Control of Infectious Disease
Infectious diseases are a major threat to most countries, specifically the developing countries such as India (J, 2011). Over the past few years, these diseases have been difficult to control in these countries due to the high number of population as well as the lack of capital to provide the appropriate medication (C, 2012). One of these diseases is Tuberculosis, which is one of the most dangerous infectious diseases that is spread through the air. Research shows that countries such as India suffer from this infectious disease in some of the most populated regions and it’s one of the leading causes of deaths (Tuberculosis, 2017). It’s infectious, implying that it spreads from one infected individual to the next, and in some occasions, it spreads very quick.
Apart from being infectious, the ailment is an opportunist contamination as it exploits those with weak immune system, and particularly the ones with fatal sicknesses like HIV. In this assignment, reasons as to why countries need to be concerned about this infectious disease will be highlighted (Tuberculosis, 2017). Through these reasons, it will be clearly seen that TB is a disease that requires a lot of attention due to the damage that it can do to a country. Likewise, WHO’s initiatives to control this disease will be reviewed (Tuberculosis, 2017). Through these initiatives, it will be seen that though it’s a difficult ailment to contain once it starts spreading, necessary precautions can reduce its spread. Highlighted below are some of the reasons why countries need to be concerned about TB;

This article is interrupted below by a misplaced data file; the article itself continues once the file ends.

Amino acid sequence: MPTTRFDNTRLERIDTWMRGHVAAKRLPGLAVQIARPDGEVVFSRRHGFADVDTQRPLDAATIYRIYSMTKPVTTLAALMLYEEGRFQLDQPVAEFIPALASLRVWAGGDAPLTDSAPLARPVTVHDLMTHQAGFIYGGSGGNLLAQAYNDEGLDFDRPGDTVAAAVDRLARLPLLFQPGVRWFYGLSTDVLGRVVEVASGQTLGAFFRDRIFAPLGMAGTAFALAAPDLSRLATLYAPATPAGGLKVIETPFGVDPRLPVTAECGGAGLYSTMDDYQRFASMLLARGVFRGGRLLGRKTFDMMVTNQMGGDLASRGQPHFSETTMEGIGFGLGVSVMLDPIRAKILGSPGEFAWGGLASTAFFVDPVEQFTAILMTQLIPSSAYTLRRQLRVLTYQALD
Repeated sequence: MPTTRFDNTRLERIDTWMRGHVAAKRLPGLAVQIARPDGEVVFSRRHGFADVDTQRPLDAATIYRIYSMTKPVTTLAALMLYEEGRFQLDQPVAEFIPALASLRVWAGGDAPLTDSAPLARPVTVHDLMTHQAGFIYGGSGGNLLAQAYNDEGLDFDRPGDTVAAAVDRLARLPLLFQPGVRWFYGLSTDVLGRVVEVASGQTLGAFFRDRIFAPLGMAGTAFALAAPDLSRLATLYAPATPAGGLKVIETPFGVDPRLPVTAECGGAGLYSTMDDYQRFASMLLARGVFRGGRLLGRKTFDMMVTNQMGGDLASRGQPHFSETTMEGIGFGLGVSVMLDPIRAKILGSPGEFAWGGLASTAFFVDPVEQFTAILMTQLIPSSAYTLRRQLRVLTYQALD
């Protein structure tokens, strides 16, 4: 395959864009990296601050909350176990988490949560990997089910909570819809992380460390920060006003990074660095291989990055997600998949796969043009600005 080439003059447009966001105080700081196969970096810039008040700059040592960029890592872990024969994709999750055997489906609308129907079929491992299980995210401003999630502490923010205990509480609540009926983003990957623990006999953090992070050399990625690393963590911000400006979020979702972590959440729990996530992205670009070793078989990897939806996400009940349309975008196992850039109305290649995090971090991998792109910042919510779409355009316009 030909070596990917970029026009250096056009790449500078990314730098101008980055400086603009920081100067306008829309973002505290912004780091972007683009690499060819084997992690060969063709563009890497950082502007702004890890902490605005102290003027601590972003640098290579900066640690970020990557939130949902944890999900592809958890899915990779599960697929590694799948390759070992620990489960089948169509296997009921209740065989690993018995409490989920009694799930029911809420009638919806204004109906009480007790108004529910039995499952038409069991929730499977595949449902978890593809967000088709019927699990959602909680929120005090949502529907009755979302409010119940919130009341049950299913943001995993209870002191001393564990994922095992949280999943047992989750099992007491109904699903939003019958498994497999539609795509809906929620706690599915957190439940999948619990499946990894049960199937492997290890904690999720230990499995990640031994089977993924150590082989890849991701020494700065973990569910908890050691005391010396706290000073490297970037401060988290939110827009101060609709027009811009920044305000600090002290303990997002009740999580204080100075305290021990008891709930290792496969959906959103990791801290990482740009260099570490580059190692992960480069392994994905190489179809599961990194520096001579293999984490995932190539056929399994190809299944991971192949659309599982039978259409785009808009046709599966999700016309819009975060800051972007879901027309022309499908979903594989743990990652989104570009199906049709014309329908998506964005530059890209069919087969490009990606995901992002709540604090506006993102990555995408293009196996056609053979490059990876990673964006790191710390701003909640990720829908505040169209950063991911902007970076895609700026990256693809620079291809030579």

TB Can Lead to Death
According to WHO research, TB is among the top 10 causes of deaths in most countries, especially those termed as third world countries (Tuberculosis, 2017). Due to its ability to attack individuals whose immune system is weak, this infectious disease spreads fast mostly in populated regions. Lack of medical treatment eventually causes the death of the people infected. India is a good example of a nation where TB is a common threat. This infectious disease has threatened this country over the last three decades, and it has reached a point whereby it has been termed as a huge concern.
It’s estimated that approximately 400 000 citizens of India die annually due to the menace of TB. This number is high because it’s a disease causing the death and not any other reason such as accidents (Tuberculosis, 2017). TB is not selective when it comes to choosing the age of its victims, and this makes it even more dangerous. Most of the people affected by Tuberculosis range from 15-45 years based on research in India (C, 2012). This group of individuals are the ones that a country depends on for its development. The age group represents the energetic youth as well as the working class. If a country loses 400 000 citizens within this age group due to TB, its development becomes slow (C, 2012). This should, therefore, raise concern in most countries which are affected by this kind of infectious disease.